I also think it’s easy to remember God and pay attention to God in a crisis. When everything’s falling apart in life, people often reach out to God for help. Sometimes in a hospital room, it’s easier to pray, to admit you need help. Other times in a crisis, it can be harder to pray or to see God, and you might wonder where God is, what God is doing, why God isn’t helping. Either way, times of crisis force us to wonder, and to think about faith.
The times where I have trouble noticing God are not in the valleys of life, in times of crisis, or in the really good moments of spiritual highs, the mountaintop experiences, but in the normal, mundane parts of life, the plains, if you will.
In everyday life, it’s so easy to coast along, to focus on work, on school, on family, on whatever keeps you busy, and to forget to notice God. But the promise of faith is that God is there too. God isn’t just on the mountaintop, or deep in the valley. God is present in everyday life, if we can be transfigured to notice.
Peter, James, and John are used to their normal life. Even as disciples, they’ve gotten accustomed to following Jesus. When they catch this amazing glimpse of God, this vision of who Jesus really is, they’re overwhelmed, and they want to stay there in God’s presence.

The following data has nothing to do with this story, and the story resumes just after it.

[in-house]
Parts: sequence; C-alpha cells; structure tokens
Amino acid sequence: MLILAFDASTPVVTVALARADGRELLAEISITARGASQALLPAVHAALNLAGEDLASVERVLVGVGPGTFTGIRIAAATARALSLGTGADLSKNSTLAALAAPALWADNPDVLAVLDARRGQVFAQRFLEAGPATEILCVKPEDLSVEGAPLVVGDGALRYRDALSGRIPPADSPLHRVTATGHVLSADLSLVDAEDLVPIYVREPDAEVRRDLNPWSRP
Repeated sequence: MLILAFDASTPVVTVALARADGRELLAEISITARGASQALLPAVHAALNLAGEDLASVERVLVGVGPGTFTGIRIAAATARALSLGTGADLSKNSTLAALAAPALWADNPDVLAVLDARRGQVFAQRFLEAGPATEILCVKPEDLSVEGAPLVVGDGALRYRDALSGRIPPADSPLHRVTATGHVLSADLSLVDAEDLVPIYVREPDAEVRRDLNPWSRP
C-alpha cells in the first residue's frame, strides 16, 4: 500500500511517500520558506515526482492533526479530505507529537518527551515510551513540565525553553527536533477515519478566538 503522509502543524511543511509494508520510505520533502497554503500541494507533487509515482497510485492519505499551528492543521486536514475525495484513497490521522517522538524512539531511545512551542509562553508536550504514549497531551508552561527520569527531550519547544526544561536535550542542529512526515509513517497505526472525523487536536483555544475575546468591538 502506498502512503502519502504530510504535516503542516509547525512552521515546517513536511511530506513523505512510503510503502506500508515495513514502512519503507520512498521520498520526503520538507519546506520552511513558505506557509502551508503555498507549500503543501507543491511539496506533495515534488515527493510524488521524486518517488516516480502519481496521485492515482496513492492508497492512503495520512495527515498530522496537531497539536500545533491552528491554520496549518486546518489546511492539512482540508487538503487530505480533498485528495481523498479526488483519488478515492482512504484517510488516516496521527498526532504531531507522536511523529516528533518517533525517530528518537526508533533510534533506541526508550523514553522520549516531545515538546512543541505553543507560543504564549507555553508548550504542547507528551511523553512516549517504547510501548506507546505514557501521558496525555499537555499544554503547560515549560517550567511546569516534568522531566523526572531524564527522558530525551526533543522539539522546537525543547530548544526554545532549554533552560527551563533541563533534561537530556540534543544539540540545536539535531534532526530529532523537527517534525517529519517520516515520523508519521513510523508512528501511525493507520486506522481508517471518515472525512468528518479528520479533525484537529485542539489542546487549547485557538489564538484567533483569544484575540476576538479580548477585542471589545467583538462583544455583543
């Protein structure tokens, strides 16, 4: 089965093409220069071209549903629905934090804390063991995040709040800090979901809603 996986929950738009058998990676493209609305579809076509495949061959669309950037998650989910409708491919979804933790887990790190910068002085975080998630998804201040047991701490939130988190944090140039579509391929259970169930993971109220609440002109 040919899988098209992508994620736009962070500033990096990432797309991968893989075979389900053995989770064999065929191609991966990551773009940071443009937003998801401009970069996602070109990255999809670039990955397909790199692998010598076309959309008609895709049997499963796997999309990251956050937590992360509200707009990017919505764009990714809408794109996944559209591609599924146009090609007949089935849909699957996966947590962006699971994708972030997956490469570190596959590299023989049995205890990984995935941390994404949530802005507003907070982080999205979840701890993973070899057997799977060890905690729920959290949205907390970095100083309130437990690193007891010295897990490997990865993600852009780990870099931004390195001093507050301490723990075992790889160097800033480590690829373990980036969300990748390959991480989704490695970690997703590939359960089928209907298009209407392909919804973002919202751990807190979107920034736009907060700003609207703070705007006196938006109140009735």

As they’re lying there, overwhelmed, Jesus comes up and touches them, and he says, “Get up and do not be afraid.” That’s a powerful message right there to us as well as to the disciples. Get up and do not be afraid. Get up. Don’t stay here on the mountaintop, but come down, back to real life, back to every day reality.
And do not be afraid. As you come down the mountain, as you go through all the little joys and sorrows and milestones and struggles of everyday life, do not be afraid, because I am with you. God isn’t just up on the mountaintop, God is in the everyday.
Perhaps when Peter suggests making shelters and staying up on the mountain, it’s because he’s not quite ready for this new way of understanding the world.
It’s easier when God is up there somewhere, safely distant, yet available if needed in a crisis. Realizing God is present with us all the time is comforting, but in a way, it’s also intimidating.
Living in our world is challenging enough, let alone recognizing that our world belongs to God.
When the disciples do come down, they’ve been changed by their experience. They’re the ones who have been transfigured.
They see the world in a new way. They see God at work around them. They don’t totally understand it yet, and they won’t until well after Jesus’ death and resurrection on Easter, but they’re getting there.
May you also be transfigured to see God this week, on the mountaintops, in the valleys, and on the plains, at work, at school, and at home. Wherever you go this week, may you see God.